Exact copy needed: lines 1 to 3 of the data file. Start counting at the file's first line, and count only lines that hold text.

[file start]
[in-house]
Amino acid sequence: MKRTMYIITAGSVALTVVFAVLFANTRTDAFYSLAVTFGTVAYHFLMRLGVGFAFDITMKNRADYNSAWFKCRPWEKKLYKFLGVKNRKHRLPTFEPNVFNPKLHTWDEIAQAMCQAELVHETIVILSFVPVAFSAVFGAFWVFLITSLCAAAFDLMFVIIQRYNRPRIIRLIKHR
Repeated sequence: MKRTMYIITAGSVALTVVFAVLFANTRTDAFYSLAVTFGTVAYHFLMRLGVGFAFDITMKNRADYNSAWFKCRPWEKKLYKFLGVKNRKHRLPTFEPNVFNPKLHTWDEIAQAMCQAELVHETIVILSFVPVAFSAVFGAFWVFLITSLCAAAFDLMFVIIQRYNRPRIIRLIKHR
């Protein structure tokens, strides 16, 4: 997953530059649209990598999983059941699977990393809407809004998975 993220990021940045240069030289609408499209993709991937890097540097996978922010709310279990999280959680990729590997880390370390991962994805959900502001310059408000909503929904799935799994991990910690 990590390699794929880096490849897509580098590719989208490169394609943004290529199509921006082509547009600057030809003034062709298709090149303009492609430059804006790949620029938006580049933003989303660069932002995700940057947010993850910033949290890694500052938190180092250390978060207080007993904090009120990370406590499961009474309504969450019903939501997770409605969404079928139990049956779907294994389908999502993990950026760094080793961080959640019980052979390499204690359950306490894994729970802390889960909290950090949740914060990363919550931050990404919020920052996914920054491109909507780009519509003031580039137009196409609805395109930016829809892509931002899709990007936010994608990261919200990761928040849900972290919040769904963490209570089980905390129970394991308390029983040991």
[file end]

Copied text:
[in-house]
Amino acid sequence: MKRTMYIITAGSVALTVVFAVLFANTRTDAFYSLAVTFGTVAYHFLMRLGVGFAFDITMKNRADYNSAWFKCRPWEKKLYKFLGVKNRKHRLPTFEPNVFNPKLHTWDEIAQAMCQAELVHETIVILSFVPVAFSAVFGAFWVFLITSLCAAAFDLMFVIIQRYNRPRIIRLIKHR
Repeated sequence: MKRTMYIITAGSVALTVVFAVLFANTRTDAFYSLAVTFGTVAYHFLMRLGVGFAFDITMKNRADYNSAWFKCRPWEKKLYKFLGVKNRKHRLPTFEPNVFNPKLHTWDEIAQAMCQAELVHETIVILSFVPVAFSAVFGAFWVFLITSLCAAAFDLMFVIIQRYNRPRIIRLIKHR